ASME-Landmark:Greens Bayou Generator Plant


On April 21, 1949, a completely outdoor turbine-generator was placed into commercial operation at the Greens Bayou electric power plant—the first fully outdoor unit to operate in the United States. The demand for unprecedented quantities of electricity after World War II had pressed utilities to provide additional power quickly. The outdoor design, unlike the traditional large turbine hall, significantly reduced the cost per kilowatt to build the plant and made maintenance easier and less expensive. To remove protective housings, engineers dealt with issues such as the freezing of water-based systems, weather exposure, corrosion, and ease of maintenance access to sealed components.

The 66 megawatt turbine-generator at Greens Bayou was one of the earliest AIEE-ASME Preferred Standard units applied in the utility industry and was Westinghouse Electric Company's first outdoor preferred standard unit. Design engineer Walton Sinton incorporated side-mounted condensers that permitted lowering the floor and the use of a gantry crane on the turbine deck, which eliminated the main structural steel supports required in turbine halls. Greens Bayou No. 1 was placed in service 21 months after the order date and operated until December 31, 1986, closing after nearly 40 years of service. Its success prompted the use of outdoor power plants at many other locations, even when exposed to hurricane force winds and torrential rains.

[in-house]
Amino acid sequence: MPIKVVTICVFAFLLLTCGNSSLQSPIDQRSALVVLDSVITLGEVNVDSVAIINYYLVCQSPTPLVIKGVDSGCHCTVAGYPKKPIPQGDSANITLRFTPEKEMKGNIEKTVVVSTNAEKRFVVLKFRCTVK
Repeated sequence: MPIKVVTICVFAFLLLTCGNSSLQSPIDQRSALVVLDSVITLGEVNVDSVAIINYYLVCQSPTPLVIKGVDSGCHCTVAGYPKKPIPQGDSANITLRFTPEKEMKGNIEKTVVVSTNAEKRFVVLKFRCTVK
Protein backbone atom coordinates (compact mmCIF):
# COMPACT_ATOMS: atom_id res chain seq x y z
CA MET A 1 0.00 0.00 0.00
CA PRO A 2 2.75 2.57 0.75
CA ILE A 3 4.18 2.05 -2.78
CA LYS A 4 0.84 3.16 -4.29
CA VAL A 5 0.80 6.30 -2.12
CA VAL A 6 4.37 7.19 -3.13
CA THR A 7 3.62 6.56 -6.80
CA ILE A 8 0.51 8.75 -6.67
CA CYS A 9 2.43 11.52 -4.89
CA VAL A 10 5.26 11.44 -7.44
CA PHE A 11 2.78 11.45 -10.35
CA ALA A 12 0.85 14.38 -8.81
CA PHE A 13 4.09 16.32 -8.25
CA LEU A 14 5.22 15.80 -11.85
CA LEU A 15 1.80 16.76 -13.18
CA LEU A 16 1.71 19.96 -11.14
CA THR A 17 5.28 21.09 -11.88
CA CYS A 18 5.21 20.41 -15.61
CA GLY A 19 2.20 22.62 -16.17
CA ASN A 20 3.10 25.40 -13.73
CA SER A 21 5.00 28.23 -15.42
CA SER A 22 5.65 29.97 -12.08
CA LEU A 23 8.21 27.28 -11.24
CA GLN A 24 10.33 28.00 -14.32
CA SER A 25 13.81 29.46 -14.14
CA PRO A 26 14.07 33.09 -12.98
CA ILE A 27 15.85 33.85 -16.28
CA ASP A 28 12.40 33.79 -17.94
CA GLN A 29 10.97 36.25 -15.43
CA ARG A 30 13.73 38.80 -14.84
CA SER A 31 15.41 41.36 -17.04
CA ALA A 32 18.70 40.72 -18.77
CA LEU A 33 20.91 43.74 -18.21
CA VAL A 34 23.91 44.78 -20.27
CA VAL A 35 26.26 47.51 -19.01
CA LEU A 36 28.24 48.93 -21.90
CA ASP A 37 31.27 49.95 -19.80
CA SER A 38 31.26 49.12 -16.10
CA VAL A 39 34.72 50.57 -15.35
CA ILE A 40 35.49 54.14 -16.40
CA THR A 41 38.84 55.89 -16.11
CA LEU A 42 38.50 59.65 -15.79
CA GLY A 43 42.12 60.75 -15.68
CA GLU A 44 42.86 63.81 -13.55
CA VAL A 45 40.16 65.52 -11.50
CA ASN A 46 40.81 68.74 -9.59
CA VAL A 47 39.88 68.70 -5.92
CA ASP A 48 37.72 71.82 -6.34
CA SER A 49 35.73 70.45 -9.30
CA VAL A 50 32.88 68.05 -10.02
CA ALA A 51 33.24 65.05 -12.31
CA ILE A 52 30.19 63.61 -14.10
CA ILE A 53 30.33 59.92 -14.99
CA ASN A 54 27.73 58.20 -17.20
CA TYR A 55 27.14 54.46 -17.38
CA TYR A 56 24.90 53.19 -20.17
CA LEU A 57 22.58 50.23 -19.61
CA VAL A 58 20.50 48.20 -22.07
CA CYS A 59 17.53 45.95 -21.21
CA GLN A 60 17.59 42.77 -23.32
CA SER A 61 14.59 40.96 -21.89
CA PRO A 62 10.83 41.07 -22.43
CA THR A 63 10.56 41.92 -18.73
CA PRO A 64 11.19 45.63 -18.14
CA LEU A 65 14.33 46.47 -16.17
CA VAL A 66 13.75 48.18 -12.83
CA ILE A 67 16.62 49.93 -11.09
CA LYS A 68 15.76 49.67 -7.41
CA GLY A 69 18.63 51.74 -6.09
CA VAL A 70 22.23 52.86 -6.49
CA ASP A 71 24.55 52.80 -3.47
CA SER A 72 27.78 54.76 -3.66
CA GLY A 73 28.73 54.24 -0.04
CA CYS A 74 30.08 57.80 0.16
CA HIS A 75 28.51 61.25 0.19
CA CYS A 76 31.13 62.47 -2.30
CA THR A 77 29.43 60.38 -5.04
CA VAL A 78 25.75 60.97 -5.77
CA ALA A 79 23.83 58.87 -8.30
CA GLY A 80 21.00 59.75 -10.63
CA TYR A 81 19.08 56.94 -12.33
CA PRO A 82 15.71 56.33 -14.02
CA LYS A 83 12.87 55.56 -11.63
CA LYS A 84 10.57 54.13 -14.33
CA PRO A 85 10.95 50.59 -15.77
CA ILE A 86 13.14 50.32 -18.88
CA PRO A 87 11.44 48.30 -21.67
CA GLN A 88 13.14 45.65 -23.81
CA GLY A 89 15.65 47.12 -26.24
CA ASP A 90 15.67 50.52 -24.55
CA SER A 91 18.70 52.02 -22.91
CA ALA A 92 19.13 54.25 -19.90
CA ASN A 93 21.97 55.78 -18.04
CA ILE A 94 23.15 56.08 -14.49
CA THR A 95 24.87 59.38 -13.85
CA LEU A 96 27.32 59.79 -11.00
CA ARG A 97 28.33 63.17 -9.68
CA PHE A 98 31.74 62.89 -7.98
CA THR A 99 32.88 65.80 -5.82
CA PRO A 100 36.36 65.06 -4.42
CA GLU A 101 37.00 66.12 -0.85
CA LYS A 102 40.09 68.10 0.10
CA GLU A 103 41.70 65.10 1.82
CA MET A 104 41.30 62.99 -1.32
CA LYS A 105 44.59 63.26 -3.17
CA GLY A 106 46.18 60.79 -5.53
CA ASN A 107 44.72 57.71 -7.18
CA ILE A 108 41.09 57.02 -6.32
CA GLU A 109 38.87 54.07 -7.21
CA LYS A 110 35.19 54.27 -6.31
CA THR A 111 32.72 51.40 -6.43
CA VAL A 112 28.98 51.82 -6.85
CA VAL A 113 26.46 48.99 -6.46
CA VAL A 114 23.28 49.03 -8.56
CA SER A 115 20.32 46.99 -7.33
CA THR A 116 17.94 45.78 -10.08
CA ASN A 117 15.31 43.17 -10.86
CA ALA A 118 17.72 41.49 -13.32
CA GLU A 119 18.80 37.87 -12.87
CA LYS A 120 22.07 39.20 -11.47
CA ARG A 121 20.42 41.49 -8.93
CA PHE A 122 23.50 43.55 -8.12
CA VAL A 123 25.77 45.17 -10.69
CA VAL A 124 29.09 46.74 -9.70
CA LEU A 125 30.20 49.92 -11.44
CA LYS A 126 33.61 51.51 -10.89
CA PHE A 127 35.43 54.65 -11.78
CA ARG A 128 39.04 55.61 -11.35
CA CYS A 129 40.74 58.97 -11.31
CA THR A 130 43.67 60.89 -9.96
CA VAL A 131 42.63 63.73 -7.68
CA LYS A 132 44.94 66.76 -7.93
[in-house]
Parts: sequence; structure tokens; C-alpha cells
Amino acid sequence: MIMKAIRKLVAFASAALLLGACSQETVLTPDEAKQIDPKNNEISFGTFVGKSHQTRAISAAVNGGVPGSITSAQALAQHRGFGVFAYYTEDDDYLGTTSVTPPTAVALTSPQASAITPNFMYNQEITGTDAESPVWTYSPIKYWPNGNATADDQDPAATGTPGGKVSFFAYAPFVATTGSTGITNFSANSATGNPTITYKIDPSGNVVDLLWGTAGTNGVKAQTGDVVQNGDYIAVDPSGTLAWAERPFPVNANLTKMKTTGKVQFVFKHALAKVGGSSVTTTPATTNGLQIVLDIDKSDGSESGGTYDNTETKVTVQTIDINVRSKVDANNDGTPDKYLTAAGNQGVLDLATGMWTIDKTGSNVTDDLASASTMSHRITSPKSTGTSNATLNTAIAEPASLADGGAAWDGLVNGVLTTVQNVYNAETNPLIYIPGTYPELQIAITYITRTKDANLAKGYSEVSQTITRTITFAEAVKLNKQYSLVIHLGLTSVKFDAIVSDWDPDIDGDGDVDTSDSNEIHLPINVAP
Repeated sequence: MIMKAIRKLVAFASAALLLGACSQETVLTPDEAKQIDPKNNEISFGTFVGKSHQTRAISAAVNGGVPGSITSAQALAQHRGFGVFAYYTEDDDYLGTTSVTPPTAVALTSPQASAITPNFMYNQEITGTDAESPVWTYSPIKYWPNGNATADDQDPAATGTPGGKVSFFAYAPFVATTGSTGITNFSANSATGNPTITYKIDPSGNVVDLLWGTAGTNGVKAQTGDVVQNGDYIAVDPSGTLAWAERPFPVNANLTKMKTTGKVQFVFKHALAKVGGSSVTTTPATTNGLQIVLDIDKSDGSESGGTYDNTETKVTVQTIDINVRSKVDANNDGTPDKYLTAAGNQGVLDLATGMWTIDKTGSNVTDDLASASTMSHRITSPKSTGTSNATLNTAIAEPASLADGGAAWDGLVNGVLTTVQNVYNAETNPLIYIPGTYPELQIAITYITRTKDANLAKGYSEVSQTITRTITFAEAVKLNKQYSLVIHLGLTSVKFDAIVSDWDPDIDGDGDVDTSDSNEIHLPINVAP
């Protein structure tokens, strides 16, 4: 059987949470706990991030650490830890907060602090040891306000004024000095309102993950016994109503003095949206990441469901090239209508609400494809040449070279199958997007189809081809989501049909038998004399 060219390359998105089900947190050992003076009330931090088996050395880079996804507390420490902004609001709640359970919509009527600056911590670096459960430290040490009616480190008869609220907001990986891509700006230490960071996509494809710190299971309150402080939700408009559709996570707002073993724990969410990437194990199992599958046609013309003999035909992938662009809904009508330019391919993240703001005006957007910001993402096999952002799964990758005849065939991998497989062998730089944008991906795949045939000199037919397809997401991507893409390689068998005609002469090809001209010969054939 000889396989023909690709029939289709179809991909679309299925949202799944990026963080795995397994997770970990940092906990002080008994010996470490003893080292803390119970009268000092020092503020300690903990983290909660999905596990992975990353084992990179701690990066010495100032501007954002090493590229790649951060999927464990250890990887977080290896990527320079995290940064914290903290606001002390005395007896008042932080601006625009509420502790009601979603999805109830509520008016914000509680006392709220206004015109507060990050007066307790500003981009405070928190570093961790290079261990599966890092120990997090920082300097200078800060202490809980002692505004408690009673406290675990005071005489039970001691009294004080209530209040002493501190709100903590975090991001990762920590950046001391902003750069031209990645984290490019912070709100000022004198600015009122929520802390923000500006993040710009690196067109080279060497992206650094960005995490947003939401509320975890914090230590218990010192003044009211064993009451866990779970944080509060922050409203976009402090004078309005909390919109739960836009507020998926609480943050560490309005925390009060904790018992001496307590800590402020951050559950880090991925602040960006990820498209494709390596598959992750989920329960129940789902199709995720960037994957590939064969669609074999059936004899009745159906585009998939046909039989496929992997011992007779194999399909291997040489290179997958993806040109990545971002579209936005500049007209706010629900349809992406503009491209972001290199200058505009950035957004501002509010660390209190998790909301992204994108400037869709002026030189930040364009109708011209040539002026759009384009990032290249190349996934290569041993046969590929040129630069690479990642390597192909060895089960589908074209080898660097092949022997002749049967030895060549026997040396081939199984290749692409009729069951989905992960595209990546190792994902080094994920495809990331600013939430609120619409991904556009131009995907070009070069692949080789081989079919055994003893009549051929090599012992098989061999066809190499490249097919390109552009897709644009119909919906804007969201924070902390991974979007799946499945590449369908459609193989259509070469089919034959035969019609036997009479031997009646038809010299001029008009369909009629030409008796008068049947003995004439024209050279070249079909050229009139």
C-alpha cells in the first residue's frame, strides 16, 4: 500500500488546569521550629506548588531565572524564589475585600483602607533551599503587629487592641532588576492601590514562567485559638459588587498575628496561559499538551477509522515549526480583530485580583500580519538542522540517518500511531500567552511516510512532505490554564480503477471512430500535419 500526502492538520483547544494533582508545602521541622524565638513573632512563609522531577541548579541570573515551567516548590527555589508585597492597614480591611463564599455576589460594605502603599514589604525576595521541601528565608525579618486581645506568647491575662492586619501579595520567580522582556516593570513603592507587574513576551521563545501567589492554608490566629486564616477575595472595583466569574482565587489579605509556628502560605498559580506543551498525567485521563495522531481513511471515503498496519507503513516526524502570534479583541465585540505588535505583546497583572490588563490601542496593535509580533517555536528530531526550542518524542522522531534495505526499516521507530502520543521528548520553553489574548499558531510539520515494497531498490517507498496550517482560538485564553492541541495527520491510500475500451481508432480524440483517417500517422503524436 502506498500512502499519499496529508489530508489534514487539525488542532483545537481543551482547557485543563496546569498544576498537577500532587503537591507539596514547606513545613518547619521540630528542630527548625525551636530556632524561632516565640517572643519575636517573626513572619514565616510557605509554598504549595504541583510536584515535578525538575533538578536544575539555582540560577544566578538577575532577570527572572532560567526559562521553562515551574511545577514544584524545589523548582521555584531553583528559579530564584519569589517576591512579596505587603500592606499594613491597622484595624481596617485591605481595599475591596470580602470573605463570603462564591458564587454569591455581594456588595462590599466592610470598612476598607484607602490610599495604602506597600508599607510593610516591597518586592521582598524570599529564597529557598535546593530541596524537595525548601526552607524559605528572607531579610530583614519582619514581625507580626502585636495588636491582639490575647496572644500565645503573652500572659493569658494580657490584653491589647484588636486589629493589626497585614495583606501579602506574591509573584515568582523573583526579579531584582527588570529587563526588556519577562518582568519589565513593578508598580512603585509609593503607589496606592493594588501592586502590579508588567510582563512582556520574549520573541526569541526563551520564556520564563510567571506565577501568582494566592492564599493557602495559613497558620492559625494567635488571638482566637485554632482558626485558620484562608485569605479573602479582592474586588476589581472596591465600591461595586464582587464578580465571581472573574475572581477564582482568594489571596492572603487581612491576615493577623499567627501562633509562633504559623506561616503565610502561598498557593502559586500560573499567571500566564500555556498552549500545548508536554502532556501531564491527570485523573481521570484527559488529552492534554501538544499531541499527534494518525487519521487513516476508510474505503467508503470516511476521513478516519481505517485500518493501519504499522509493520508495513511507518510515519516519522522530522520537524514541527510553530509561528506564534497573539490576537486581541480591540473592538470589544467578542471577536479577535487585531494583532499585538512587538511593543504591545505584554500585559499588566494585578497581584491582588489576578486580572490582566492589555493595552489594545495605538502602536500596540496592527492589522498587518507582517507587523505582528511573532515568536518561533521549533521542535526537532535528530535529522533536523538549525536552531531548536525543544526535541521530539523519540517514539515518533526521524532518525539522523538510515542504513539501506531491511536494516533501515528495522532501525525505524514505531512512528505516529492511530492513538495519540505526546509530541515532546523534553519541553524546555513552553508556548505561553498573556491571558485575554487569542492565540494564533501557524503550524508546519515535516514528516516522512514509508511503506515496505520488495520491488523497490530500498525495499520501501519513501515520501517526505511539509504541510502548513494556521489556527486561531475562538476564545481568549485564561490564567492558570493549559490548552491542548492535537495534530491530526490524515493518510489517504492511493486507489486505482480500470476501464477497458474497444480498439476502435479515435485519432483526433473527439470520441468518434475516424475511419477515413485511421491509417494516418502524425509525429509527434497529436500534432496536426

Predecessors to the Greens Bayou plant were built beginning in 1933, when General Electric installed a power plant in Schenectady, New York, which placed only the turbine and boiler outside. Greens Bayou was the first to place all components—boiler, turbine-generator, condenser, and auxiliaries—outdoors. See ASME website for more information